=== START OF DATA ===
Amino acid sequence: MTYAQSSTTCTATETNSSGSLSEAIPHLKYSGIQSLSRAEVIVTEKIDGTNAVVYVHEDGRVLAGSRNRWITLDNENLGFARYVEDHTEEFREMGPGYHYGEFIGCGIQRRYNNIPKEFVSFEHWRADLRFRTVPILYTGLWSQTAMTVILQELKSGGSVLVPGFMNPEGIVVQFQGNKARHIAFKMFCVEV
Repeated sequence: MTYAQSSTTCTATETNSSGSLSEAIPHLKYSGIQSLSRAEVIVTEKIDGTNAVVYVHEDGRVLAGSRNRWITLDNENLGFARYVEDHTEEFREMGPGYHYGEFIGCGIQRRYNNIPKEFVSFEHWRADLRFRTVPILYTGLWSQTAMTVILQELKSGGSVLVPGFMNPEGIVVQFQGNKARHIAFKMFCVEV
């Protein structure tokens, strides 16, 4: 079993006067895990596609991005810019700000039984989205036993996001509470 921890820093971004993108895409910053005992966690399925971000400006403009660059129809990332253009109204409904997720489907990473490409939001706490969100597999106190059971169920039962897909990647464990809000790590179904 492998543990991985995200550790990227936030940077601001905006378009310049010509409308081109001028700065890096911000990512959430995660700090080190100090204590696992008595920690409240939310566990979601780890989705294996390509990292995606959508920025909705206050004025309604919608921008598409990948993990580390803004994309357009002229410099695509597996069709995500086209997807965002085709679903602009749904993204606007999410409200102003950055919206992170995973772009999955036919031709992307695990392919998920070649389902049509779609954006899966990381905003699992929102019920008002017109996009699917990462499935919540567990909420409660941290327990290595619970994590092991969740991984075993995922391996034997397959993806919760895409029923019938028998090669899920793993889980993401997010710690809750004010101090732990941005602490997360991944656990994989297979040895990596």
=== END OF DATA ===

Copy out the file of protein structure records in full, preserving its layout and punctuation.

Amino acid sequence: MTYAQSSTTCTATETNSSGSLSEAIPHLKYSGIQSLSRAEVIVTEKIDGTNAVVYVHEDGRVLAGSRNRWITLDNENLGFARYVEDHTEEFREMGPGYHYGEFIGCGIQRRYNNIPKEFVSFEHWRADLRFRTVPILYTGLWSQTAMTVILQELKSGGSVLVPGFMNPEGIVVQFQGNKARHIAFKMFCVEV
Repeated sequence: MTYAQSSTTCTATETNSSGSLSEAIPHLKYSGIQSLSRAEVIVTEKIDGTNAVVYVHEDGRVLAGSRNRWITLDNENLGFARYVEDHTEEFREMGPGYHYGEFIGCGIQRRYNNIPKEFVSFEHWRADLRFRTVPILYTGLWSQTAMTVILQELKSGGSVLVPGFMNPEGIVVQFQGNKARHIAFKMFCVEV
């Protein structure tokens, strides 16, 4: 079993006067895990596609991005810019700000039984989205036993996001509470 921890820093971004993108895409910053005992966690399925971000400006403009660059129809990332253009109204409904997720489907990473490409939001706490969100597999106190059971169920039962897909990647464990809000790590179904 492998543990991985995200550790990227936030940077601001905006378009310049010509409308081109001028700065890096911000990512959430995660700090080190100090204590696992008595920690409240939310566990979601780890989705294996390509990292995606959508920025909705206050004025309604919608921008598409990948993990580390803004994309357009002229410099695509597996069709995500086209997807965002085709679903602009749904993204606007999410409200102003950055919206992170995973772009999955036919031709992307695990392919998920070649389902049509779609954006899966990381905003699992929102019920008002017109996009699917990462499935919540567990909420409660941290327990290595619970994590092991969740991984075993995922391996034997397959993806919760895409029923019938028998090669899920793993889980993401997010710690809750004010101090732990941005602490997360991944656990994989297979040895990596």